Learn How to Train your Rabbit and Prepare Them for a Harness & Leash
To begin with, a word of advice:
Harness training is not for all rabbits. In fact, it would be safe to say that with most rabbits, you really shouldn’t train them to use one.
The reason is simple enough: rabbits are prey animals and don’t like being picked up. They also get scared easily by noise and sudden movements.
If your rabbit gets spooked easily and hates being in a carrier for simple trips to the vet, then the likelihood is that your rabbit will hate the harness and try it get this “Foreign thing” off itself.
If this happens, then I would not recommend going any further with harness training. You should take the harness off and stow it away, maybe for a future rabbit.
It’s All About the Temperament … and Fear
In my 25 years of having rabbits, Speedy is the only one who is trained to use a harness.
My previous rabbits would just go mad and fight to get the harness off, and with that reaction, I knew not to try again.
With those rabbits, it just wasn’t meant to be because they had the wrong temperament for harness training.
Speedy is the only one who was the right temperament and who was relaxed enough to trust nothing bad was happening to him and most of all, he is the only rabbit I have had who is completely without fear.
He has no fear of noises, or of sudden movements. He is even not bothered by low flying air force jets that sometimes fly over our house.
When it comes to dogs and cats and other animals, he is even not bothered by them …and Horses….well he loves horses.
How to Train a Rabbit to Wear a Harness: Steps to Take
1. Pick the Right Harness
So you see that harness training is not for all rabbits, but for those of you who wish to try, then the first step is to pick the right harness for your rabbit.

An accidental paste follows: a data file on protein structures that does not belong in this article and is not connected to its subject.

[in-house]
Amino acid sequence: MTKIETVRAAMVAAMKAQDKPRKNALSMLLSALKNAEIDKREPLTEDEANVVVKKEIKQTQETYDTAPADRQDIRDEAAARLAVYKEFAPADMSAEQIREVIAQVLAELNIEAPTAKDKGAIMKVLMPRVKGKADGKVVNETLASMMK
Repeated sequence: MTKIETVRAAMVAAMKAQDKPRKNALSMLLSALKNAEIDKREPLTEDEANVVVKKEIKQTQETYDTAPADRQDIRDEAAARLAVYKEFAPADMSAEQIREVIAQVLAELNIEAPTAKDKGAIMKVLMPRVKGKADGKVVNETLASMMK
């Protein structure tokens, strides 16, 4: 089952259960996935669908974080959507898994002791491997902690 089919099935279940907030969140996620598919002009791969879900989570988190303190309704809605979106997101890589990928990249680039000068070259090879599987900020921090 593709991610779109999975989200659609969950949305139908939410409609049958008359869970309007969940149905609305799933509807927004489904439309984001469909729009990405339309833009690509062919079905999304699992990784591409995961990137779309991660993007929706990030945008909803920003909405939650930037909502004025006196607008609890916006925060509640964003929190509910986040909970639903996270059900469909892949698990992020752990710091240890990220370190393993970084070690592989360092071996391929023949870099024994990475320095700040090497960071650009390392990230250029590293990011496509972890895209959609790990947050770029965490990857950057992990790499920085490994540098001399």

There are 2 types of harnesses that you can use.
There is the Vest style harness or the H style harness.
I have both for Speedy as you can see below….
The first harness I got was the vest harness because everybody was recommending them as the best type to use on rabbits.
But actually, I use the H style harness the most on Speedy simply because it is more adjustable on the fit.
This makes it more comfortable for rabbits to wear and it is less restrictive on the fit.
To be honest, Speedy actually prefers the H harness to his vest one, and that is the important thing.
2. Fit the Harness on Your Rabbit
To start off the “training” of your rabbit to wear and use a harness, you need to fit the harness on your rabbit.
This needs to be fitted tight enough that you can slide 2 or 3 fingers between the harness and your rabbit.
This way, it doesn’t make the rabbit feel like he or she is being strangled but is still tight enough that it can’t slip off the head or body.
If the head can slip through, then so can the body and your rabbit will escape from the harness.
You really don’t want that to happen if you are out and about and away from home.
3. A Time to Adjust and Get Used to It
Let your rabbit get used to wearing the harness at home before attaching the leash.
Your rabbit needs to be that comfortable with the harness that it will feel just like a second skin.
You’ll be able to tell this when they’ll be running around your house and doing all the things they normally do each day while wearing the harness.
With Speedy, I would put it on him for about half an hour each day and then let him play with it on.
He would groom for a few minutes and then go off exploring out in the garden.
I did this for about a week.
Lucky for me, though, Speedy took it all in stride the first time I put the harness on him.
But not all rabbits are the same so some may take longer to be completely comfortable with the harness. Just remember to be patient and give them time to adjust.
Other rabbits may never be comfortable with a harness.